September 20, 2004
"On this day atonement will be made for you, to
cleanse you. Then, before the LORD , you will be clean
from all your sins" (Vayikra / Leviticus 16:30)
This Friday evening begins the most solemn day of the
Jewish year. All over the world on Yom Kippur (The Day
of Atonement) Jewish people gather to spend hours in
reflection and prayer in hope that God would cleanse
us from our sins committed over the past year.
In the days of the Jewish temple, as long as the
correct procedures were followed, cleansing from sin
was assured. But Judaism, after the destruction of the
Temple, which occurred about forty years after Yeshua
the Messiah came, redefined itself and claimed that
the synagogue rituals were a sufficient substitution
for the sacrificial rites given by Moses.
This contradicts both the Hebrew Bible and the New
Covenant Writings regarding the necessity of sacrifice
for the cleansing of sin. As foretold by the Hebrew
Bible, the death and resurrection of Yeshua is the
basis upon which this cleansing is granted.
But why do we need cleansing? Why is forgiveness
necessary? According to most people today there is no
such thing as true guilt. Guilt is something imposed
upon the human mind by people who have created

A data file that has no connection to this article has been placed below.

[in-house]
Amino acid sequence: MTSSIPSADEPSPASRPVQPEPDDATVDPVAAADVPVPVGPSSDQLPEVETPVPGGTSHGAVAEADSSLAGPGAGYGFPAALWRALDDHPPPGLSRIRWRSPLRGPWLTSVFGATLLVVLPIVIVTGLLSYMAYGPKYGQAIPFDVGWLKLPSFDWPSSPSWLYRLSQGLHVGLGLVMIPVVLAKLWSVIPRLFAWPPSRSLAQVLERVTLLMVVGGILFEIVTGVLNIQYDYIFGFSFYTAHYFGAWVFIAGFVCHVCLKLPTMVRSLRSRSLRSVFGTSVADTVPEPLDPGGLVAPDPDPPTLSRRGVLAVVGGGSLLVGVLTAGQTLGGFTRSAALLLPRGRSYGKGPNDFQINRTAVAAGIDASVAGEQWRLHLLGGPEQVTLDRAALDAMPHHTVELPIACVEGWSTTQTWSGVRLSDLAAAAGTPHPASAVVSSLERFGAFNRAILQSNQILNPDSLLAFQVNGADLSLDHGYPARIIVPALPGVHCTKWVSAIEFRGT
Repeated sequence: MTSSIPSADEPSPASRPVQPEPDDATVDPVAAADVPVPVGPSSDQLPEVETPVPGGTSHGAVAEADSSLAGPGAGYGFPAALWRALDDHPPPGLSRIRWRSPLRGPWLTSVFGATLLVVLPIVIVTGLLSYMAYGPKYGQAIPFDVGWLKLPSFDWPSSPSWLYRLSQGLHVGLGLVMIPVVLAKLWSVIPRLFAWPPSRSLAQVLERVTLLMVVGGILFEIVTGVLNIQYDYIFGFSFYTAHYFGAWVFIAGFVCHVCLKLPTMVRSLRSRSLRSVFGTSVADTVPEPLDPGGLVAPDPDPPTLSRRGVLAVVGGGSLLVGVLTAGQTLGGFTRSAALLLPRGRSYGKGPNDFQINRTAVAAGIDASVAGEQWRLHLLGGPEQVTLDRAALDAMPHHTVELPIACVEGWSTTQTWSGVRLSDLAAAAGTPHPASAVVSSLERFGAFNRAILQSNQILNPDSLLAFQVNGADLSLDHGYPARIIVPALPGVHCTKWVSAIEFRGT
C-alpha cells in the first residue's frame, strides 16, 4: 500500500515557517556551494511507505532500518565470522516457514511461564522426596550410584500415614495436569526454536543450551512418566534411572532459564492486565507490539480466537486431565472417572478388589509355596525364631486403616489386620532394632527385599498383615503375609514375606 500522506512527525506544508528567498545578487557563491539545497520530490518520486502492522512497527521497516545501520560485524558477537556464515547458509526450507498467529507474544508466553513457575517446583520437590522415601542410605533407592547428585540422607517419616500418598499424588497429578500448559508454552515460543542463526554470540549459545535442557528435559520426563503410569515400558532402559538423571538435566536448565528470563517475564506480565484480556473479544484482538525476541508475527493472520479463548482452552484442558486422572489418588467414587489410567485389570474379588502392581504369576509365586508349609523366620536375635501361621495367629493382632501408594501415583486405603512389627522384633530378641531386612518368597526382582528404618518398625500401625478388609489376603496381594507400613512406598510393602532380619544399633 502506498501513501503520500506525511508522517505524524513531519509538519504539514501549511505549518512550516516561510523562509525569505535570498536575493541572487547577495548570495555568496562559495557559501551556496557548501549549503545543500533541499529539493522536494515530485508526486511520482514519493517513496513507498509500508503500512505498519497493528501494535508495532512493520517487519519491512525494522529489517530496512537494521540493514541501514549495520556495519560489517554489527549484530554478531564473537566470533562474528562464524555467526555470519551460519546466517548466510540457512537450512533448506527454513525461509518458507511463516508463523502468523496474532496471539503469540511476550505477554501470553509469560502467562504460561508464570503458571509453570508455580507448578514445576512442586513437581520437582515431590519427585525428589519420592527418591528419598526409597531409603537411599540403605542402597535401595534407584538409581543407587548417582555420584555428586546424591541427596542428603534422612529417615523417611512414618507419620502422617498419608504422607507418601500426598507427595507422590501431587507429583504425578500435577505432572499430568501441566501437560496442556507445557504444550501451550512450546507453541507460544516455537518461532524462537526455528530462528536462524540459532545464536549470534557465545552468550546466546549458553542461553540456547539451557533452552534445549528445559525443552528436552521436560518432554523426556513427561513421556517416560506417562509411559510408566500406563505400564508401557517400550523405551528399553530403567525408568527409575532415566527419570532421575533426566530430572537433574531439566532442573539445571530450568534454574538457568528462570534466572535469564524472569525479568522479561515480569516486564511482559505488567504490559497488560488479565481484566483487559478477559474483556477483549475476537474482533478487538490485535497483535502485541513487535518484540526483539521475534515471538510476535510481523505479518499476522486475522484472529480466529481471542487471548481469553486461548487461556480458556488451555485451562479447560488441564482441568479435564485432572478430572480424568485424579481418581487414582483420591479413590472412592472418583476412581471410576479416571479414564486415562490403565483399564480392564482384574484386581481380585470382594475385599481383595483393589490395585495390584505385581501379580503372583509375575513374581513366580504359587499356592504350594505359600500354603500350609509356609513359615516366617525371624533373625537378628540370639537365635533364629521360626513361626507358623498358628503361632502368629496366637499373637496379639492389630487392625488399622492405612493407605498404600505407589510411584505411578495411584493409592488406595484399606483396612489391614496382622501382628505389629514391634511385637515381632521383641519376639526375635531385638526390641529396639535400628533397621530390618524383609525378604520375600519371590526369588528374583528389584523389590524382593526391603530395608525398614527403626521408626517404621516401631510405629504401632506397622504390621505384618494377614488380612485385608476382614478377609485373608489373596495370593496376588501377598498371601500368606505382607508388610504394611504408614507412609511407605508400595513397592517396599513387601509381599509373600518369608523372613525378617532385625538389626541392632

arbitrary codes of conduct. What is right or wrong for
one person is not necessarily right or wrong for
someone else. This implies then that freedom is a
state of mind. If we could only think of ourselves
correctly, then we could live life to the fullest.
This way of thinking exists even among some who claim
to believe the Bible. Yeshua is often viewed as the
one who came to free us - not from the guilt that
comes from sin - but from the burden of rules and
codes of conduct.
While we need to be careful not to put upon ourselves
obligations over and above that which God has given,
let us not be fooled into thinking that true human
freedom can be found in being released from any sense
of moral or spiritual obligation. Any attempt to live
without God-given guidelines will inevitably result in
confusion and disaster.
It is our failure to conform to God's standards that
got the human family into trouble in the first place.
One of the reasons for the giving of the Scriptures
was to make us aware of this. Once aware of our
failure we have the opportunity to participate in
God's ultimate solution through Yeshua.
Receiving God's cleansing in no way dismisses our need
to live according to God's rules. Far from it, it is
his cleansing that enables us to live godly lives. As
we do so, we will continue to fail, since we are not
yet made perfect. The good news is that what Yeshua
did for us continues to cleanse us as we look to him
for that cleansing.